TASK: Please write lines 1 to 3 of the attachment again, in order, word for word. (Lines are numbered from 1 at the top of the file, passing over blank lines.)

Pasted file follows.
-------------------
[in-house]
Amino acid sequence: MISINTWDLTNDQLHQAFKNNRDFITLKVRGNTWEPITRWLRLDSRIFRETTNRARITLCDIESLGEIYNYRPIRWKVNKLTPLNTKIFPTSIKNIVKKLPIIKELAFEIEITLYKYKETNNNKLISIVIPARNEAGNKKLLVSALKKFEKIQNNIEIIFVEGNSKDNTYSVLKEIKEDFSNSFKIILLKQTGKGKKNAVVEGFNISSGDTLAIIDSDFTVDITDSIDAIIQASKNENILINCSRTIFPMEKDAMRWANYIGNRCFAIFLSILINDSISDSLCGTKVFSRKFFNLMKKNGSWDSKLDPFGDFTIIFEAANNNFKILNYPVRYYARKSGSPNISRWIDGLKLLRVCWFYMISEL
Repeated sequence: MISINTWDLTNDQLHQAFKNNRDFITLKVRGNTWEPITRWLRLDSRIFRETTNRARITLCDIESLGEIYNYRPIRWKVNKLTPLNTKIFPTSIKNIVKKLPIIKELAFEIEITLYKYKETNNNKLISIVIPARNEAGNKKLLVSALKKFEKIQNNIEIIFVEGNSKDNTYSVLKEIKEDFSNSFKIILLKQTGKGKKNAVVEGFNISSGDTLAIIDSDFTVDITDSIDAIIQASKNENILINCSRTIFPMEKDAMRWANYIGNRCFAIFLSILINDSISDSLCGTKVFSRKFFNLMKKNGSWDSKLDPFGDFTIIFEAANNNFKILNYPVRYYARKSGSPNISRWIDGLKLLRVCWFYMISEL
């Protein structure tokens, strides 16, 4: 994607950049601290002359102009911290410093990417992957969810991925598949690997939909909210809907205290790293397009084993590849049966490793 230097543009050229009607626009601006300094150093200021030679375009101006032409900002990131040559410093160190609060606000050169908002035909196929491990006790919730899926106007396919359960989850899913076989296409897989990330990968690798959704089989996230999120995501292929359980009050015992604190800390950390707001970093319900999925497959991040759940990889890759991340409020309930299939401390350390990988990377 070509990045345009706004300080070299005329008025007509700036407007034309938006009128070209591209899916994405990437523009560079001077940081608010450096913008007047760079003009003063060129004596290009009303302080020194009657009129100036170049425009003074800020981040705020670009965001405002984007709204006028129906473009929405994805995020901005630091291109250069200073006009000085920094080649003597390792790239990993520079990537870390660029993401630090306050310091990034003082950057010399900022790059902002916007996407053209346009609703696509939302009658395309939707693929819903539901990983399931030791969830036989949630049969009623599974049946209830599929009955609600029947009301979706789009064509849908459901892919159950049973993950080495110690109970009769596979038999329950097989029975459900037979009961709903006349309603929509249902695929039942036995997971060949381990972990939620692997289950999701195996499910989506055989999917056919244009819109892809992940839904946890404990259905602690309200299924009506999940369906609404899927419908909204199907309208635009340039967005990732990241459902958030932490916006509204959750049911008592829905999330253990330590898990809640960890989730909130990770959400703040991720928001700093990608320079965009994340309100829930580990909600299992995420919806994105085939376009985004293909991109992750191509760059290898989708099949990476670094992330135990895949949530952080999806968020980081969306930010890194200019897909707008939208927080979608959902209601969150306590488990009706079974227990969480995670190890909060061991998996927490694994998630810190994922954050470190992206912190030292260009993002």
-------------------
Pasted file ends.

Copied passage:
[in-house]
Amino acid sequence: MISINTWDLTNDQLHQAFKNNRDFITLKVRGNTWEPITRWLRLDSRIFRETTNRARITLCDIESLGEIYNYRPIRWKVNKLTPLNTKIFPTSIKNIVKKLPIIKELAFEIEITLYKYKETNNNKLISIVIPARNEAGNKKLLVSALKKFEKIQNNIEIIFVEGNSKDNTYSVLKEIKEDFSNSFKIILLKQTGKGKKNAVVEGFNISSGDTLAIIDSDFTVDITDSIDAIIQASKNENILINCSRTIFPMEKDAMRWANYIGNRCFAIFLSILINDSISDSLCGTKVFSRKFFNLMKKNGSWDSKLDPFGDFTIIFEAANNNFKILNYPVRYYARKSGSPNISRWIDGLKLLRVCWFYMISEL
Repeated sequence: MISINTWDLTNDQLHQAFKNNRDFITLKVRGNTWEPITRWLRLDSRIFRETTNRARITLCDIESLGEIYNYRPIRWKVNKLTPLNTKIFPTSIKNIVKKLPIIKELAFEIEITLYKYKETNNNKLISIVIPARNEAGNKKLLVSALKKFEKIQNNIEIIFVEGNSKDNTYSVLKEIKEDFSNSFKIILLKQTGKGKKNAVVEGFNISSGDTLAIIDSDFTVDITDSIDAIIQASKNENILINCSRTIFPMEKDAMRWANYIGNRCFAIFLSILINDSISDSLCGTKVFSRKFFNLMKKNGSWDSKLDPFGDFTIIFEAANNNFKILNYPVRYYARKSGSPNISRWIDGLKLLRVCWFYMISEL